Setting aside his schizophrenic and politically expedient opinions about what local officials should have power to address — those opinions being a contradictory mishmash on issues including plastic bags, trees, taxes, fracking and the coronavirus pandemic, to name a few — Gov. Greg Abbott hit on a core truth Thursday.
That truth is this: We individual people, not the government, bear the main responsibility for keeping ourselves and each other safe from COVID-19.
Whatever else the governor might justifiably be criticized for doing and saying before and since the pandemic, he was right about that.
Abbott also was right in not attempting to reimpose the restrictions on civic and commercial life he ordered earlier in the year when it appeared COVID-19 cases might overwhelm hospitals.
There are numerous reasons why that was the right call. Not the least of which is the governor lacks the moral authority to make such demands of rank-and-file Texans. He lost that when members of his own political party, including the head of the Texas GOP, held a tent revival mostly for the exaltation of President Donald Trump in defiance of Abbott’s own orders.
That clear violation of the law, abetted by local elected officials sworn to uphold the law, drew not even a tepid public rebuke from the governor.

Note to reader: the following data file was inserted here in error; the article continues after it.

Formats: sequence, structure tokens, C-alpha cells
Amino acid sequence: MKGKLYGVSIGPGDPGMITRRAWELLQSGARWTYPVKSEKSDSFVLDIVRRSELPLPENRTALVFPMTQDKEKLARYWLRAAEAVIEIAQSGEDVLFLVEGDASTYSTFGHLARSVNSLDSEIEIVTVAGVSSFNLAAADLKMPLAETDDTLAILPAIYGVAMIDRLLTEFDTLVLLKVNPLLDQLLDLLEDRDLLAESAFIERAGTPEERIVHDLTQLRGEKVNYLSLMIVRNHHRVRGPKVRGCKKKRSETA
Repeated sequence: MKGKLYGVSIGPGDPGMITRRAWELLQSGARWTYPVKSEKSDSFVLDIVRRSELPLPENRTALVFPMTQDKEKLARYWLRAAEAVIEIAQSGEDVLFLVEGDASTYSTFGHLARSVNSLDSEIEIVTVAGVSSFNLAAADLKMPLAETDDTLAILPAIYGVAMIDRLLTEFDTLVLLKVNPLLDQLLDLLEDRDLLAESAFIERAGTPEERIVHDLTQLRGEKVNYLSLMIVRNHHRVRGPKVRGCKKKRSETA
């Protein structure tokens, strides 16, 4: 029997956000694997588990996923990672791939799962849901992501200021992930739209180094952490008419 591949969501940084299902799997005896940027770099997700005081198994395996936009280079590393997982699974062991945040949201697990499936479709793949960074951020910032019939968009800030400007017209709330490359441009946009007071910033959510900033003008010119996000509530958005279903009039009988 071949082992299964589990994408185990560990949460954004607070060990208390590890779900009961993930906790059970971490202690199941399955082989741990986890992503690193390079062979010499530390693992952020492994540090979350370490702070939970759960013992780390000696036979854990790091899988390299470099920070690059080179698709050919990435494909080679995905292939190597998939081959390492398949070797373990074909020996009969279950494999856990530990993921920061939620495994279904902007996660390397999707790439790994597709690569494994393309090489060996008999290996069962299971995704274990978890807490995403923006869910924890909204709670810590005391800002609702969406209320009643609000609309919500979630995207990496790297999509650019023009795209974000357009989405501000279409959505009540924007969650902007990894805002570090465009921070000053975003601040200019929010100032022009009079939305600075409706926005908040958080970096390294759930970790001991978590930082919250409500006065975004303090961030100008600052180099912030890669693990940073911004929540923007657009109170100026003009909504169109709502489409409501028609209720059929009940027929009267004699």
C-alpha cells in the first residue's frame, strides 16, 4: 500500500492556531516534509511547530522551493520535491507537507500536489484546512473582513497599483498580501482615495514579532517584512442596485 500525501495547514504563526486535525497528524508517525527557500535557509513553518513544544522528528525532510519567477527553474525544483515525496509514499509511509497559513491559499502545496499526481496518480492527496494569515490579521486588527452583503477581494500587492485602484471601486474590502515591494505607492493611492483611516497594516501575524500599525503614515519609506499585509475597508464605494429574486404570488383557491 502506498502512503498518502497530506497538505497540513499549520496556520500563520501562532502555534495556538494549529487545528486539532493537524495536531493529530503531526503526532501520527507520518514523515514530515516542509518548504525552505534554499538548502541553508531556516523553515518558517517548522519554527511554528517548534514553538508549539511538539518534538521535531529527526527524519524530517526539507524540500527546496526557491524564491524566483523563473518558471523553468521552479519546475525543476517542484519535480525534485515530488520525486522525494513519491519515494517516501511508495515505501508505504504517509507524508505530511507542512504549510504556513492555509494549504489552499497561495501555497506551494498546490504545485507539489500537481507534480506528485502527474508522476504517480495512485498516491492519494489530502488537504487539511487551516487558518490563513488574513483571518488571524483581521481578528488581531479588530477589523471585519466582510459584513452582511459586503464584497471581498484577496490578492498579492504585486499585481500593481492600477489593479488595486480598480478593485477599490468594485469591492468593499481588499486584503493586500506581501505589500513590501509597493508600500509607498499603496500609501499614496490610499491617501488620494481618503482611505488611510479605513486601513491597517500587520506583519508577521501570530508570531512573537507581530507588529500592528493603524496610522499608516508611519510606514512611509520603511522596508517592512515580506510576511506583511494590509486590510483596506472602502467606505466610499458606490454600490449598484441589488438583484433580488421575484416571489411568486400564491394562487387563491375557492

So Abbott no longer can order a hair dresser in Denton, a barkeep in Beaumont or any other working Texan to go home and patiently await bankruptcy for the community good.
More practically, reinstating rules that also were a contradictory mishmash of mostly unenforceable restrictions would have been unnecessary and probably counterproductive.
Texas might be at another COVID-19 crossroads. Cases are on the rise, although it remains to be seen whether more meaningful numbers such as hospitalizations and deaths will follow that upward trend.
To his credit, Abbott on Thursday said and did the right things in response to that threat. The governor is no COVID denier. He acknowledged the seriousness of the situation and urged Texans to take the simple steps widely regarded as effective in slowing the spread of COVID-19.
He left a mask order in place and urged Texans to practice social distancing, to keep their hands clean and their fingers out of their mouths and noses.
“This is not our first response to this challenge,” Abbott said. “We had a greater increase in COVID-19 cases and hospitalizations in July. We learned exactly at that time what needed to be done to crush COVID-19 in Texas, and Texans joined together to make sure we did slow the spread.”
Abbott is in an unenviable political position — damned from the right for doing anything about COVID-19 and from the left for not doing everything.
What he did Thursday was display good sense and leadership.
That’s about the best we expect from a governor.
The main work, as it should be and has been for practical purposes, is up to each of us. If we follow the governor’s advice, we can manage the crisis without the arbitrary, mostly symbolic restrictions imposed early on.
• Michael A. Smith